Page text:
Although it might be difficult at times, having the patience to allow people to be themselves is the most important ingredient in any relationship.
My grandparents, Willis and Iva Lashbrook, were almost complete opposites in the spectrum of personalities, but they were married for more than 60 years.
"It took some time, about 10 years, before I realized I could tolerate that man's 2 a.m. eating habits," Grandma Iva said while patiently wiping crumbs out of the sink one morning. "It helped save our marriage when he learned to eat over the sink."
My grandfather had his complaints too.
"That woman moves the furniture in this house more than Mayflower Moving Company. The only thing in this house she doesn't move is the toilet," Papo Willis said. "I realized things weren't going to change about five years into our marriage. When I left for work, the bed was one place. But when I came home that night, I realized it was on the other side of the room when I fell on the floor instead of the bed. Now I turn the lights on when I come home."
They both expected the worst from the other, but a few simple changes in their expectations created the patience they needed to sustain a loving 60-year marriage.
"The only monsters you have to deal with in this life are those you create for yourself," Grandma Iva said while imparting wisdom. "Remember what happened to Dr. Frankenstein. Don't create a monster so big that you can't kill it yourself and you won't have to worry."
What does that have to do with cooking?
Warm weather is just around the corner and so is cooking out on the grill.
For many would-be grill masters they don't have the patience to prepare and grill good food.
A marinade is a very basic way to do that, but it does require some patience.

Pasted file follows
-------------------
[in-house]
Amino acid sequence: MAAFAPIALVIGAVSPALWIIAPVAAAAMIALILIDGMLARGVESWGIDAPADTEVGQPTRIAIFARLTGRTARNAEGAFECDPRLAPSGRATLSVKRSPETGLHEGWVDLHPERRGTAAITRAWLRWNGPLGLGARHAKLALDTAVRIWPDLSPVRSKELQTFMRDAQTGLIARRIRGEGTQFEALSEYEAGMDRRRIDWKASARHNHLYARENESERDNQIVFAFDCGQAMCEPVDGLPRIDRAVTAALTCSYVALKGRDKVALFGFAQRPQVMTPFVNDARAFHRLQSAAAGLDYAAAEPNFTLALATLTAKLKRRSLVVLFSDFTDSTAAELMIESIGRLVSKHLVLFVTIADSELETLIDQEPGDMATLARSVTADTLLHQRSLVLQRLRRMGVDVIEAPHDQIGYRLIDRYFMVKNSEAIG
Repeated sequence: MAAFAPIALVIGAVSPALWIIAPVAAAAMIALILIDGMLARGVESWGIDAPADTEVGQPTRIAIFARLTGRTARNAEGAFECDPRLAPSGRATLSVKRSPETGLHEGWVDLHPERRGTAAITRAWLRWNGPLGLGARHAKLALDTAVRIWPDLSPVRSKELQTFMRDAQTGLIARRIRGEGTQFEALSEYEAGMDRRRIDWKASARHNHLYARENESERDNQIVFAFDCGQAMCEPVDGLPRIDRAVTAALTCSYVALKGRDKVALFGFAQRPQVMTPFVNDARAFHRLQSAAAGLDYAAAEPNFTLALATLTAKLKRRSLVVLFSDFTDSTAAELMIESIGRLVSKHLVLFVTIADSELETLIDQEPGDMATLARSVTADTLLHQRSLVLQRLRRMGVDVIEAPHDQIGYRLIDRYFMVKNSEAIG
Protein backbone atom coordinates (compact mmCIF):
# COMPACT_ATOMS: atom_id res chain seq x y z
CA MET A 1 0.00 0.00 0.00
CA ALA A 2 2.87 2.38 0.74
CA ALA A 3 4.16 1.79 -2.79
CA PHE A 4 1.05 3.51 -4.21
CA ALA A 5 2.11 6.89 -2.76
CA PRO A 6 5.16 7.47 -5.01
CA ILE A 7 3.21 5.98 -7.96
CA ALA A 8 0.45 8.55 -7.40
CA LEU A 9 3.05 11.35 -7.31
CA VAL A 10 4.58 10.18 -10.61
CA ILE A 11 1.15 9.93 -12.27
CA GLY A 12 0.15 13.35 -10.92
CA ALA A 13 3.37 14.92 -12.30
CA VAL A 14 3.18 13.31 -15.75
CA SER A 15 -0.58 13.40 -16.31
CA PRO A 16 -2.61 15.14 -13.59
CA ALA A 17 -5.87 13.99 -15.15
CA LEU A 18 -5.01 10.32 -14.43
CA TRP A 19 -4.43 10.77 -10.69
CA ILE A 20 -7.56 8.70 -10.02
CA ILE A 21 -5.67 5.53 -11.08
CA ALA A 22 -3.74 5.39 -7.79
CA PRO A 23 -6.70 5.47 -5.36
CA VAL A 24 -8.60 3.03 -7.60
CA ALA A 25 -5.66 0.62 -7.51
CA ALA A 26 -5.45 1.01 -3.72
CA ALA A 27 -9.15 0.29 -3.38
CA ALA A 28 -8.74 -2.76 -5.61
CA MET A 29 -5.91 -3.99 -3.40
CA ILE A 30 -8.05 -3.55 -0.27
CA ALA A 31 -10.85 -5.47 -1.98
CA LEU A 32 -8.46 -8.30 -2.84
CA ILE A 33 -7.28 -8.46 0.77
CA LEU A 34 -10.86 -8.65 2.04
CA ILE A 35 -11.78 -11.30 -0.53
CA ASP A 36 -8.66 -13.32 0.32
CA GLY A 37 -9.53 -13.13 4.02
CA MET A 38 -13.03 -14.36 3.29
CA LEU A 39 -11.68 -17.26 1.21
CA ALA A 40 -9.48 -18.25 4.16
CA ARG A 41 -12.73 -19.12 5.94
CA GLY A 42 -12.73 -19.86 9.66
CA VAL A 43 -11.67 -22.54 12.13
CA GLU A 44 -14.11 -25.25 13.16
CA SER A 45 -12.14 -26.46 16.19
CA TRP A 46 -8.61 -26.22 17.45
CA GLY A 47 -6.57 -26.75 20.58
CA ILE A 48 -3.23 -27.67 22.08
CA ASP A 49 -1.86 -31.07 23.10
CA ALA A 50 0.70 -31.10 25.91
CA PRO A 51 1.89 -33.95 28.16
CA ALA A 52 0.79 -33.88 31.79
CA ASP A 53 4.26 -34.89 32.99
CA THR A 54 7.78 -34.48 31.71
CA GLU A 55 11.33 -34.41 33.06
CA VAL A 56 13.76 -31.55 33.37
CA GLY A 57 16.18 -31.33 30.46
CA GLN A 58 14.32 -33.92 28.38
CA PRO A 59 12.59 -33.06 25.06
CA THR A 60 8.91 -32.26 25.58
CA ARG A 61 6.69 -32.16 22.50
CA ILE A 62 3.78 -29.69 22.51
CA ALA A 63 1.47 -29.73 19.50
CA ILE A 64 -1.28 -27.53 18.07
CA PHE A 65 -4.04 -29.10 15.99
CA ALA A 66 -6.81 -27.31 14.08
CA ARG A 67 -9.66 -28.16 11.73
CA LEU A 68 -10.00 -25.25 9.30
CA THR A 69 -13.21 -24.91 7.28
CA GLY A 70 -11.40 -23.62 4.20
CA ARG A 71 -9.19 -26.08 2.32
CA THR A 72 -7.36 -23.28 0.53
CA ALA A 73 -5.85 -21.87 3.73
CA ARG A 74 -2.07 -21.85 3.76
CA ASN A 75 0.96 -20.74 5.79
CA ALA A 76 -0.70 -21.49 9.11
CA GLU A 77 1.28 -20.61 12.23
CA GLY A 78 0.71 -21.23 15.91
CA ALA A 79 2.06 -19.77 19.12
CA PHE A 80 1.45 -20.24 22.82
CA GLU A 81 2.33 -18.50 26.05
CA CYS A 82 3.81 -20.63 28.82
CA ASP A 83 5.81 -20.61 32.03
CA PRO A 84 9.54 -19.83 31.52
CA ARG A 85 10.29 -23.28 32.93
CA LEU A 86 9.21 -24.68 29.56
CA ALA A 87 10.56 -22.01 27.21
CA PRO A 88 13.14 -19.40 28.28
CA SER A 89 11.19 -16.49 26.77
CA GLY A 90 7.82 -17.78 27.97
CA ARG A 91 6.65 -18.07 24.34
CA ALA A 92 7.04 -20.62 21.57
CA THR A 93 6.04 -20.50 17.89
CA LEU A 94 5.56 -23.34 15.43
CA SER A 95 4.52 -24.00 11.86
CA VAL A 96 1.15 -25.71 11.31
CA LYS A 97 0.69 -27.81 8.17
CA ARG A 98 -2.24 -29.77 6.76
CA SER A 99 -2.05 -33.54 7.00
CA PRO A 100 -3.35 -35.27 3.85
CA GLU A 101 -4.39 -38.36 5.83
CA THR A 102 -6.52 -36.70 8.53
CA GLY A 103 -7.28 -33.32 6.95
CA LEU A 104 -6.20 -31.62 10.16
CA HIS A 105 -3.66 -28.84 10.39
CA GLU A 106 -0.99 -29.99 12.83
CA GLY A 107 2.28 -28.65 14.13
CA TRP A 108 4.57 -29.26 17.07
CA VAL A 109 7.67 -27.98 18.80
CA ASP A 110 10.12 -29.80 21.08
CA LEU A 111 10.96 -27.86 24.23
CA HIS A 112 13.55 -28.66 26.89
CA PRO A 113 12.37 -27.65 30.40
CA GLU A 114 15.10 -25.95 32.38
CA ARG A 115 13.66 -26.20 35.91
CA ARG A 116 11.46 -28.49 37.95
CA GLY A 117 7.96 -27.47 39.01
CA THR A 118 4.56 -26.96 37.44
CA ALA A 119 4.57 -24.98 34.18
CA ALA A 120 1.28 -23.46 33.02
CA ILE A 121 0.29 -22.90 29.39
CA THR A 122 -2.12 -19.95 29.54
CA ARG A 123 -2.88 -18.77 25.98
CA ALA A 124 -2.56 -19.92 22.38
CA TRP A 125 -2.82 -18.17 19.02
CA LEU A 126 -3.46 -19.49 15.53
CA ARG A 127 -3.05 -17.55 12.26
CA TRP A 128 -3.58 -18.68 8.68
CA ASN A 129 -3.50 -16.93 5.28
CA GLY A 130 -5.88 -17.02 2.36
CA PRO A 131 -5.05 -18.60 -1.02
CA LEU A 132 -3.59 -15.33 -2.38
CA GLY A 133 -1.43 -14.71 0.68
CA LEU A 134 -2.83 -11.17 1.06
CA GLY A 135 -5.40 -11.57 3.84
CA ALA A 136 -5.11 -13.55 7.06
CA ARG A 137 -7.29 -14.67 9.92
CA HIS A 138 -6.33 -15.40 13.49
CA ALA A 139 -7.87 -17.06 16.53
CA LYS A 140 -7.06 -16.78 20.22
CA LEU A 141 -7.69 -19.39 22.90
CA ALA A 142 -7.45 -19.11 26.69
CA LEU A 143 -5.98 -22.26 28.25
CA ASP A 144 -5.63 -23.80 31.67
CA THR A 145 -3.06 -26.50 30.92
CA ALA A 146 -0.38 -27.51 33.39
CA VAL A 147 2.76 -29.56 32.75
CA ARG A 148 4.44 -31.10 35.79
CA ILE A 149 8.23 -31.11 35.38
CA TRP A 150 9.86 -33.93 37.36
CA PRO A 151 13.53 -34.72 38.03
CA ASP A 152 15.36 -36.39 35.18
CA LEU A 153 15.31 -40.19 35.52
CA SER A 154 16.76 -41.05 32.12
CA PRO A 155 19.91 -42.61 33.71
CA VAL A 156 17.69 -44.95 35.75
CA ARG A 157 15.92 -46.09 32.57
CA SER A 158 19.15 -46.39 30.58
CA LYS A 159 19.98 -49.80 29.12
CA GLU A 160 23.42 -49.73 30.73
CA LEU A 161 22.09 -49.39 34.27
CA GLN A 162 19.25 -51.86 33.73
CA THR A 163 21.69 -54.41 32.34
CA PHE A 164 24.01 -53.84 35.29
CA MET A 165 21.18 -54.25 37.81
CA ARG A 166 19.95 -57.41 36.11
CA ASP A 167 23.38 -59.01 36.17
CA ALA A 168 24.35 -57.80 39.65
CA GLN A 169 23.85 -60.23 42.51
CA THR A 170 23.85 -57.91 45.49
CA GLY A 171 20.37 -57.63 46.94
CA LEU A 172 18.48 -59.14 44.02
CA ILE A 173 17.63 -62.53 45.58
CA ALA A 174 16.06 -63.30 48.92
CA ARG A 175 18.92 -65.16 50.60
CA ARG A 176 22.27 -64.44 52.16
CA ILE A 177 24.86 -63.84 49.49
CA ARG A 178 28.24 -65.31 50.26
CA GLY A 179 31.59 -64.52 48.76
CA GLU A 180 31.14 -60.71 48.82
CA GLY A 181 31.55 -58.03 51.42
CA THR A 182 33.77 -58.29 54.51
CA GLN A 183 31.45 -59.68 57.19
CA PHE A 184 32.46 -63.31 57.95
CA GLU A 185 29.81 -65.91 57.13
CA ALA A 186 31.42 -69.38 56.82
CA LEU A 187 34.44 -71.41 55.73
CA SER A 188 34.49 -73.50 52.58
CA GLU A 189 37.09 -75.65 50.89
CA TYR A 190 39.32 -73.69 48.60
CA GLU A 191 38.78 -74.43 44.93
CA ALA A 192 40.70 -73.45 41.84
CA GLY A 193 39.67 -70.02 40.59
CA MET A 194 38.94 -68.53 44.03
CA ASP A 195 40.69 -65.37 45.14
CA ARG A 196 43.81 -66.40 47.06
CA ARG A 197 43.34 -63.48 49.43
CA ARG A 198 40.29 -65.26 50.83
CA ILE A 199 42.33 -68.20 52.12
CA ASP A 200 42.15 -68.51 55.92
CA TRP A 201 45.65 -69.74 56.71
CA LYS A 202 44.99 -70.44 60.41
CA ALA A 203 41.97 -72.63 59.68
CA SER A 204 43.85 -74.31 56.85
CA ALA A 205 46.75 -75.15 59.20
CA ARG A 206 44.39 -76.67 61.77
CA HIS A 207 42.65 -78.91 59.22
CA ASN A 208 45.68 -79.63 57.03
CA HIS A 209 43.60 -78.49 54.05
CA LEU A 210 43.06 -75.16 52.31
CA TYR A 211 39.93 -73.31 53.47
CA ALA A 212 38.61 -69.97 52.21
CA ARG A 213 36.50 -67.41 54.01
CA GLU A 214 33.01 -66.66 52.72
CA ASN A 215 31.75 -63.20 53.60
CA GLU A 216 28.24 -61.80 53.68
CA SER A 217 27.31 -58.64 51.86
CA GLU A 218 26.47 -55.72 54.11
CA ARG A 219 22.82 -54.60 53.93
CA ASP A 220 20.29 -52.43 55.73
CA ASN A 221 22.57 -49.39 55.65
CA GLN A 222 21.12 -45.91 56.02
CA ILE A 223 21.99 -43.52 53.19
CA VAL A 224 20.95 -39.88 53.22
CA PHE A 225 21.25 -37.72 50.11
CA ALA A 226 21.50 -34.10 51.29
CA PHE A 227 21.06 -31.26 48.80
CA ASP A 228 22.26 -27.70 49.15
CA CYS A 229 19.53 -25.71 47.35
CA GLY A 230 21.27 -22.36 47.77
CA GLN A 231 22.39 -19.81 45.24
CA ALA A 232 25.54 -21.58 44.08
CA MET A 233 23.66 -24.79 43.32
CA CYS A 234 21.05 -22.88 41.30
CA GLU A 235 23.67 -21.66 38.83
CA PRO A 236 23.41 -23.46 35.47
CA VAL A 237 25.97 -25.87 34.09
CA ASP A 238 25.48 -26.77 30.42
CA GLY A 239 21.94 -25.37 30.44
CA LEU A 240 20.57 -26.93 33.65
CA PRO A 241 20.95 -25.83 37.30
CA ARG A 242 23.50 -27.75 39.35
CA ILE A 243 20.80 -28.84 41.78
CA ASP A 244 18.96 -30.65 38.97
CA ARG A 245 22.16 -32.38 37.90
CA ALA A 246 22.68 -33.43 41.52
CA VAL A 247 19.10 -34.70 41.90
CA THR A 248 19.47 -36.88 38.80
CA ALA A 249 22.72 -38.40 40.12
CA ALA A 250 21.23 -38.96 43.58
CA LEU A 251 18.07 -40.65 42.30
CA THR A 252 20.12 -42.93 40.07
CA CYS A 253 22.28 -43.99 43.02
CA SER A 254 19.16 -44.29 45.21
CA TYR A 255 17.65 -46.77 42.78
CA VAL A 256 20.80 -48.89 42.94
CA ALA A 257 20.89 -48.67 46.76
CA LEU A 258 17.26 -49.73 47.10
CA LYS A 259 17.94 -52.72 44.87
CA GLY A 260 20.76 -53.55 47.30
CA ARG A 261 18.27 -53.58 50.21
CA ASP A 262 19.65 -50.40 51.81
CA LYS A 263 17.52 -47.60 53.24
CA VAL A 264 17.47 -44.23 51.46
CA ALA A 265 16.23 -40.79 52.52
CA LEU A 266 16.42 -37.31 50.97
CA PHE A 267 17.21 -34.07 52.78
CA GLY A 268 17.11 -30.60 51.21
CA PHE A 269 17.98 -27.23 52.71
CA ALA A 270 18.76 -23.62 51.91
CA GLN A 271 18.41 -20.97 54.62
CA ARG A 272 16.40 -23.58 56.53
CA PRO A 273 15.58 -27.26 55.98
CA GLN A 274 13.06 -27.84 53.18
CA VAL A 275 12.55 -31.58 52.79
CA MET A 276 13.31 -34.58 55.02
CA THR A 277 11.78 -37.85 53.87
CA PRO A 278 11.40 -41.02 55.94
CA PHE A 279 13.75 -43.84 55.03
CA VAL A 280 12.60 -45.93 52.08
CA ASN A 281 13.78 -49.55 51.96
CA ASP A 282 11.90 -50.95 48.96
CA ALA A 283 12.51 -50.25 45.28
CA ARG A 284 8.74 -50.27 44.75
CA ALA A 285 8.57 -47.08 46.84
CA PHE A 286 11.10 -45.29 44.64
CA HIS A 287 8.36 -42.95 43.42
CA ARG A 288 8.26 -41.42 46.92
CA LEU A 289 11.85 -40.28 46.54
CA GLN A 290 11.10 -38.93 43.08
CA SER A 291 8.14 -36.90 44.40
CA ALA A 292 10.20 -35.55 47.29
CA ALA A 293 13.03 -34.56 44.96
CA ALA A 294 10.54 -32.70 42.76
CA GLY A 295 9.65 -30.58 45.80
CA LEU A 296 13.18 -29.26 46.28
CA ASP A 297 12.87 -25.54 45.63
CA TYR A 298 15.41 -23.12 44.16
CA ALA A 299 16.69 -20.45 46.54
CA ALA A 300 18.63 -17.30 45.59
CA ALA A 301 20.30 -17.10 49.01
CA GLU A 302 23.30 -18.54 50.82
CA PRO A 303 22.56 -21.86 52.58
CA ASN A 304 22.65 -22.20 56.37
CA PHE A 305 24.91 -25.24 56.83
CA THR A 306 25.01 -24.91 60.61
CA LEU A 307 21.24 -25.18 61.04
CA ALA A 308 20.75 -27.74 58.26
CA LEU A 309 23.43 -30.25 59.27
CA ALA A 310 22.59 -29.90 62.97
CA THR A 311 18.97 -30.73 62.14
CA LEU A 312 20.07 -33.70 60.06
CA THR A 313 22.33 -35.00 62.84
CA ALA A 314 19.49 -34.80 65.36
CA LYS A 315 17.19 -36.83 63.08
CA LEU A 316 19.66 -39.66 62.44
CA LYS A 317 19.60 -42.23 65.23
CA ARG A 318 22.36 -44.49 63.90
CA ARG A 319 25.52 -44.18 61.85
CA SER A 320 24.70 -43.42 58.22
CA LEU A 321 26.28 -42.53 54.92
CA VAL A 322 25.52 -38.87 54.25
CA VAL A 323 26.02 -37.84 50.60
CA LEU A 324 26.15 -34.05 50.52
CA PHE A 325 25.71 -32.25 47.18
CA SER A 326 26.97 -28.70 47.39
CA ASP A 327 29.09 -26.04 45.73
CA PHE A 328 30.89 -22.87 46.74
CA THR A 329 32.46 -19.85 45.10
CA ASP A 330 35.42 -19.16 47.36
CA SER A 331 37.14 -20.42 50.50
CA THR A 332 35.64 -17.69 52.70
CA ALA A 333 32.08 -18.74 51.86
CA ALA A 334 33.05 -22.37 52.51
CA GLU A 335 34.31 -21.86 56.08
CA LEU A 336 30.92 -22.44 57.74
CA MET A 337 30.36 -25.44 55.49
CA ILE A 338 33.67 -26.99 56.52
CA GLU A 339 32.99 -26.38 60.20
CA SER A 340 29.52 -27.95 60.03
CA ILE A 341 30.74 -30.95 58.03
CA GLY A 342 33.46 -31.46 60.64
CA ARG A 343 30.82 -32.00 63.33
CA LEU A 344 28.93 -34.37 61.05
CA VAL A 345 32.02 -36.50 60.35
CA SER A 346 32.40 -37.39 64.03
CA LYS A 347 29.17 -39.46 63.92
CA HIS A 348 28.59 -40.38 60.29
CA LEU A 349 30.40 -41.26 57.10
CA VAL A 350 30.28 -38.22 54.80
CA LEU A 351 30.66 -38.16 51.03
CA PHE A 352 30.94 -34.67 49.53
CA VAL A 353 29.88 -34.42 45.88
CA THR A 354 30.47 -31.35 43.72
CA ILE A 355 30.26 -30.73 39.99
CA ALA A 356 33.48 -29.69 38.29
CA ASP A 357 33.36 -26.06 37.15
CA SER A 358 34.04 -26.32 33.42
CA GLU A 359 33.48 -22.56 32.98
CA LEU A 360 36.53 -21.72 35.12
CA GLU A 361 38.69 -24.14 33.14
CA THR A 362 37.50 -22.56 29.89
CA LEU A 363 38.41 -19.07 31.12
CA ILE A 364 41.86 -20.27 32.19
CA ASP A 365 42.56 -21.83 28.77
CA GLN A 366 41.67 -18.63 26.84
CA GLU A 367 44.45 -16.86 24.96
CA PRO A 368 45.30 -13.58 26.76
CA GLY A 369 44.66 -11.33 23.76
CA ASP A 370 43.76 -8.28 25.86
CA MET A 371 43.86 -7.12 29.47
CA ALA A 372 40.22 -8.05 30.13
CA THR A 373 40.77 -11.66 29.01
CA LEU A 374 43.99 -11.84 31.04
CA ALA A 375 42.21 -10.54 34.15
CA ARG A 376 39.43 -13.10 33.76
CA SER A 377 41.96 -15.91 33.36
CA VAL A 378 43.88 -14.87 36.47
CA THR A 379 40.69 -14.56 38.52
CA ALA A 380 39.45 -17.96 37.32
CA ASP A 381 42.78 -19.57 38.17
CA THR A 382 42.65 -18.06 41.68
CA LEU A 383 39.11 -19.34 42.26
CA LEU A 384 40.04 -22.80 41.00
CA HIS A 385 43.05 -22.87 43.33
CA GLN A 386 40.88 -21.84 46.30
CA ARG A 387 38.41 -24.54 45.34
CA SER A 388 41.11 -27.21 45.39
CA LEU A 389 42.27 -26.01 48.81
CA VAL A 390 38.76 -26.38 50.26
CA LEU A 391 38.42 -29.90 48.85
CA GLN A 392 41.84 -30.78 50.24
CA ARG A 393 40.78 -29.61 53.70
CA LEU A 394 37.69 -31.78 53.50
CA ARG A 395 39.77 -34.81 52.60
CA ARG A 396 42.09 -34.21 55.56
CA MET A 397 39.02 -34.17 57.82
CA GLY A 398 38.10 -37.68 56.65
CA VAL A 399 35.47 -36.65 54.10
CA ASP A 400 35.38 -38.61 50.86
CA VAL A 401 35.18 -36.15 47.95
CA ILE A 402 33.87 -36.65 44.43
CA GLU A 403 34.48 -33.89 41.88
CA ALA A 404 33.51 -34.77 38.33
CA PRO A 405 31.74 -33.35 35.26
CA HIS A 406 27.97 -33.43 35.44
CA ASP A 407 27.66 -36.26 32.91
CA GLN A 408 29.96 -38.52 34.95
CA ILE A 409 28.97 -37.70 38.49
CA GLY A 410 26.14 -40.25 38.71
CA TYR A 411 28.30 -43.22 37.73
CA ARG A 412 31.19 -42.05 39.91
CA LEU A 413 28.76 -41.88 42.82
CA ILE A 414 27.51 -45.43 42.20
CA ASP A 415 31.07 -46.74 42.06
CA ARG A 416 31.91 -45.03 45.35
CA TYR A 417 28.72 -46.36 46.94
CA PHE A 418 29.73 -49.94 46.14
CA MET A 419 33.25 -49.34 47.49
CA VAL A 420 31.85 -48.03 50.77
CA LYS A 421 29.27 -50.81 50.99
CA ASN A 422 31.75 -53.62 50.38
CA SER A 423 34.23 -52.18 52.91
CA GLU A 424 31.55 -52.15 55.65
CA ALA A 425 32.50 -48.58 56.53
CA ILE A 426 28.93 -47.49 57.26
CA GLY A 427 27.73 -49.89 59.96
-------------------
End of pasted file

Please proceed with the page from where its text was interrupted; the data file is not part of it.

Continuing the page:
You will need the following ingredients:
I package of onion soup mix
1/4 cup packed brown sugar
1 12-ounce can of your favorite beer (soda can be substituted)
1/4 cup melted butter (olive oil also works well)
4 tablespoons red wine
1/4 cup of bourbon
1/4 teaspoon each of onion and garlic powder
1 teaspoon ground black pepper
1 lemon, lime and orange sliced
1 medium purple onion sliced
In a medium size container with a lid or a large Ziploc bag (place in a 11x13 baking dish to prevent leakage), combine all the ingredients.
Soak your choice of meat in the marinade for at least one hour in the refrigerator, turning over at least once. Remember a longer soaking time (two or more hours) for tougher cuts of meat is better for taste and tenderness, but could overpower the taste of the meat itself.
One way to prevent over-flavoring is to place the meat on racks (with a drip pan underneath) for about 15 minutes to allow the marinade to drain from the meat before cooking.
You can always pour the drippings back into the marinade for use again, but remember to marinade only like meats in the mixture. One summer when we were grilling on a nightly basis, I had three different batches in my refrigerator, one each for chicken, beef and pork.
Grilling outside is a wonderful way to keep the house cool in the summer, but make sure that chicken, hamburgers, and seafood are fully cooked before serving to prevent anyone from becoming ill. Use a meat thermometer to check for the appropriate cooking temperature.